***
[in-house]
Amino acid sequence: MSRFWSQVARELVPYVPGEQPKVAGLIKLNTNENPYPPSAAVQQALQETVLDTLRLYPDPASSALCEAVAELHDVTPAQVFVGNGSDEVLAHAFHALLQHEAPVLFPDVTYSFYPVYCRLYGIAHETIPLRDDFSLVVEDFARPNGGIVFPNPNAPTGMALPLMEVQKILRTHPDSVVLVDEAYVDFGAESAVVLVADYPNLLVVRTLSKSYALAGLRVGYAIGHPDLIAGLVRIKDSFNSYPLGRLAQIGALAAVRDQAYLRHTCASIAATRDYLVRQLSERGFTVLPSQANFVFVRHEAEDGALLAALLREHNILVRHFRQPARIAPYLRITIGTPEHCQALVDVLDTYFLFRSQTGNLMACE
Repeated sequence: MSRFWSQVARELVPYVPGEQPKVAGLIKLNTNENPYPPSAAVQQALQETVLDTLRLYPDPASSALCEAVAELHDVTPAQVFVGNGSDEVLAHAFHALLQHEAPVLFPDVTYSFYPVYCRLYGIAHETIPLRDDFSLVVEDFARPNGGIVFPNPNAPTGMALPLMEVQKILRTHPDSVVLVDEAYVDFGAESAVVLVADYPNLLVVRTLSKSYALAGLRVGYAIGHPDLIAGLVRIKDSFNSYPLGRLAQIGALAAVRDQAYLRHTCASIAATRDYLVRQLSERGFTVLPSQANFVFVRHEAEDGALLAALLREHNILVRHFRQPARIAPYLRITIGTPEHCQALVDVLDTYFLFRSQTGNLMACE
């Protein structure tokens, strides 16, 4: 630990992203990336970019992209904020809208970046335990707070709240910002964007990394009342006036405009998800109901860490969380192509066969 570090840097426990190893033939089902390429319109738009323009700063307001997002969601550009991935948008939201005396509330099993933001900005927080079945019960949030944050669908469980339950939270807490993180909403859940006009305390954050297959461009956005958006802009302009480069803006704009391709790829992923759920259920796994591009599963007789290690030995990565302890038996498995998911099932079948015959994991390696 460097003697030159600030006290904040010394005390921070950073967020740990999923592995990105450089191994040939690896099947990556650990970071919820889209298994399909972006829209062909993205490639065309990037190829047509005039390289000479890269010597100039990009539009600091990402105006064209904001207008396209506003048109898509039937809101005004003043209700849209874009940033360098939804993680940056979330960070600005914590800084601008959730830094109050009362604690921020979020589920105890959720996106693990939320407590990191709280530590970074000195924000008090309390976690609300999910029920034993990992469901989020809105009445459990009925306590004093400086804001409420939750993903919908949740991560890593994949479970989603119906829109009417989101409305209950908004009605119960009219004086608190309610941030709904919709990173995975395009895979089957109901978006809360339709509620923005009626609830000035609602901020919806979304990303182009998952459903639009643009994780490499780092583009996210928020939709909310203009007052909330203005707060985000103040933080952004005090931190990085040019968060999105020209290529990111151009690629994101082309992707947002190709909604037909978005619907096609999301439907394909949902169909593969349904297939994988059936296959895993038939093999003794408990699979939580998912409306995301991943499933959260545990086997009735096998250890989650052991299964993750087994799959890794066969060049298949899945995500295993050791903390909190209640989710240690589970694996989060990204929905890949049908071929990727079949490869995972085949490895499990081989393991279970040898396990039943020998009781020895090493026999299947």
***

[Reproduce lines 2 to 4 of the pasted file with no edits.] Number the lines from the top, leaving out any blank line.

Amino acid sequence: MSRFWSQVARELVPYVPGEQPKVAGLIKLNTNENPYPPSAAVQQALQETVLDTLRLYPDPASSALCEAVAELHDVTPAQVFVGNGSDEVLAHAFHALLQHEAPVLFPDVTYSFYPVYCRLYGIAHETIPLRDDFSLVVEDFARPNGGIVFPNPNAPTGMALPLMEVQKILRTHPDSVVLVDEAYVDFGAESAVVLVADYPNLLVVRTLSKSYALAGLRVGYAIGHPDLIAGLVRIKDSFNSYPLGRLAQIGALAAVRDQAYLRHTCASIAATRDYLVRQLSERGFTVLPSQANFVFVRHEAEDGALLAALLREHNILVRHFRQPARIAPYLRITIGTPEHCQALVDVLDTYFLFRSQTGNLMACE
Repeated sequence: MSRFWSQVARELVPYVPGEQPKVAGLIKLNTNENPYPPSAAVQQALQETVLDTLRLYPDPASSALCEAVAELHDVTPAQVFVGNGSDEVLAHAFHALLQHEAPVLFPDVTYSFYPVYCRLYGIAHETIPLRDDFSLVVEDFARPNGGIVFPNPNAPTGMALPLMEVQKILRTHPDSVVLVDEAYVDFGAESAVVLVADYPNLLVVRTLSKSYALAGLRVGYAIGHPDLIAGLVRIKDSFNSYPLGRLAQIGALAAVRDQAYLRHTCASIAATRDYLVRQLSERGFTVLPSQANFVFVRHEAEDGALLAALLREHNILVRHFRQPARIAPYLRITIGTPEHCQALVDVLDTYFLFRSQTGNLMACE
């Protein structure tokens, strides 16, 4: 630990992203990336970019992209904020809208970046335990707070709240910002964007990394009342006036405009998800109901860490969380192509066969 570090840097426990190893033939089902390429319109738009323009700063307001997002969601550009991935948008939201005396509330099993933001900005927080079945019960949030944050669908469980339950939270807490993180909403859940006009305390954050297959461009956005958006802009302009480069803006704009391709790829992923759920259920796994591009599963007789290690030995990565302890038996498995998911099932079948015959994991390696 460097003697030159600030006290904040010394005390921070950073967020740990999923592995990105450089191994040939690896099947990556650990970071919820889209298994399909972006829209062909993205490639065309990037190829047509005039390289000479890269010597100039990009539009600091990402105006064209904001207008396209506003048109898509039937809101005004003043209700849209874009940033360098939804993680940056979330960070600005914590800084601008959730830094109050009362604690921020979020589920105890959720996106693990939320407590990191709280530590970074000195924000008090309390976690609300999910029920034993990992469901989020809105009445459990009925306590004093400086804001409420939750993903919908949740991560890593994949479970989603119906829109009417989101409305209950908004009605119960009219004086608190309610941030709904919709990173995975395009895979089957109901978006809360339709509620923005009626609830000035609602901020919806979304990303182009998952459903639009643009994780490499780092583009996210928020939709909310203009007052909330203005707060985000103040933080952004005090931190990085040019968060999105020209290529990111151009690629994101082309992707947002190709909604037909978005619907096609999301439907394909949902169909593969349904297939994988059936296959895993038939093999003794408990699979939580998912409306995301991943499933959260545990086997009735096998250890989650052991299964993750087994799959890794066969060049298949899945995500295993050791903390909190209640989710240690589970694996989060990204929905890949049908071929990727079949490869995972085949490895499990081989393991279970040898396990039943020998009781020895090493026999299947």